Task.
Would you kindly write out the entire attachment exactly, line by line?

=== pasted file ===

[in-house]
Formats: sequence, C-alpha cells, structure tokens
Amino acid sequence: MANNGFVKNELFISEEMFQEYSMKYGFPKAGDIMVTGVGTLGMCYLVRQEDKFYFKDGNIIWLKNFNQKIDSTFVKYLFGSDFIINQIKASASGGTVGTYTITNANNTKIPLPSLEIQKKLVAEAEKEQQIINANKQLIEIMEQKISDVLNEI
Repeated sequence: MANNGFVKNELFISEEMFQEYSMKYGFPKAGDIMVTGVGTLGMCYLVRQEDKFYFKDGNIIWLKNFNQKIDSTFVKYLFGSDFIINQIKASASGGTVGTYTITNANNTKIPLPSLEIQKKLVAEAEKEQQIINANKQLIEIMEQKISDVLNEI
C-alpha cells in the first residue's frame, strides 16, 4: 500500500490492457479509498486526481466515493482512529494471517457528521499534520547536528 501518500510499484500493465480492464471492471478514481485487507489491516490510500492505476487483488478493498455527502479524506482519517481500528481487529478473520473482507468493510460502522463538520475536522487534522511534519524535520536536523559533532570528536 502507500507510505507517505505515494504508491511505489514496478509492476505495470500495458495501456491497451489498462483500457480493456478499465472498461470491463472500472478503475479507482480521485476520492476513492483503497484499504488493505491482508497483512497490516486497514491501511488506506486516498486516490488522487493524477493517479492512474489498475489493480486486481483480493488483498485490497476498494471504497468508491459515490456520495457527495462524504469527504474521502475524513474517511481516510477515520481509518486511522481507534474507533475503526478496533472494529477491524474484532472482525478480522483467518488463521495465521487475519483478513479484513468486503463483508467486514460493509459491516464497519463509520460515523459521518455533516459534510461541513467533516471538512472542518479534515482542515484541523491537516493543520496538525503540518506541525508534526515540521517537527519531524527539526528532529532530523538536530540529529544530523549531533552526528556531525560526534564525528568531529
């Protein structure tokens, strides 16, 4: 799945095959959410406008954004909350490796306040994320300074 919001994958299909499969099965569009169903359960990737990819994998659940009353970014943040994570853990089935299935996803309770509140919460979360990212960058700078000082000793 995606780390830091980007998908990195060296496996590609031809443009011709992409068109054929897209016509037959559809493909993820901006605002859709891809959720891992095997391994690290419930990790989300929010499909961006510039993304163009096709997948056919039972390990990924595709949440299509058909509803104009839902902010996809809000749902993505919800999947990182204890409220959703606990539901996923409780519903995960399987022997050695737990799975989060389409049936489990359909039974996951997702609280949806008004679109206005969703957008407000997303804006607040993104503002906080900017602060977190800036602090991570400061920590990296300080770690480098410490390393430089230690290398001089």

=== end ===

[in-house]
Formats: sequence, C-alpha cells, structure tokens
Amino acid sequence: MANNGFVKNELFISEEMFQEYSMKYGFPKAGDIMVTGVGTLGMCYLVRQEDKFYFKDGNIIWLKNFNQKIDSTFVKYLFGSDFIINQIKASASGGTVGTYTITNANNTKIPLPSLEIQKKLVAEAEKEQQIINANKQLIEIMEQKISDVLNEI
Repeated sequence: MANNGFVKNELFISEEMFQEYSMKYGFPKAGDIMVTGVGTLGMCYLVRQEDKFYFKDGNIIWLKNFNQKIDSTFVKYLFGSDFIINQIKASASGGTVGTYTITNANNTKIPLPSLEIQKKLVAEAEKEQQIINANKQLIEIMEQKISDVLNEI
C-alpha cells in the first residue's frame, strides 16, 4: 500500500490492457479509498486526481466515493482512529494471517457528521499534520547536528 501518500510499484500493465480492464471492471478514481485487507489491516490510500492505476487483488478493498455527502479524506482519517481500528481487529478473520473482507468493510460502522463538520475536522487534522511534519524535520536536523559533532570528536 502507500507510505507517505505515494504508491511505489514496478509492476505495470500495458495501456491497451489498462483500457480493456478499465472498461470491463472500472478503475479507482480521485476520492476513492483503497484499504488493505491482508497483512497490516486497514491501511488506506486516498486516490488522487493524477493517479492512474489498475489493480486486481483480493488483498485490497476498494471504497468508491459515490456520495457527495462524504469527504474521502475524513474517511481516510477515520481509518486511522481507534474507533475503526478496533472494529477491524474484532472482525478480522483467518488463521495465521487475519483478513479484513468486503463483508467486514460493509459491516464497519463509520460515523459521518455533516459534510461541513467533516471538512472542518479534515482542515484541523491537516493543520496538525503540518506541525508534526515540521517537527519531524527539526528532529532530523538536530540529529544530523549531533552526528556531525560526534564525528568531529
């Protein structure tokens, strides 16, 4: 799945095959959410406008954004909350490796306040994320300074 919001994958299909499969099965569009169903359960990737990819994998659940009353970014943040994570853990089935299935996803309770509140919460979360990212960058700078000082000793 995606780390830091980007998908990195060296496996590609031809443009011709992409068109054929897209016509037959559809493909993820901006605002859709891809959720891992095997391994690290419930990790989300929010499909961006510039993304163009096709997948056919039972390990990924595709949440299509058909509803104009839902902010996809809000749902993505919800999947990182204890409220959703606990539901996923409780519903995960399987022997050695737990799975989060389409049936489990359909039974996951997702609280949806008004679109206005969703957008407000997303804006607040993104503002906080900017602060977190800036602090991570400061920590990296300080770690480098410490390393430089230690290398001089």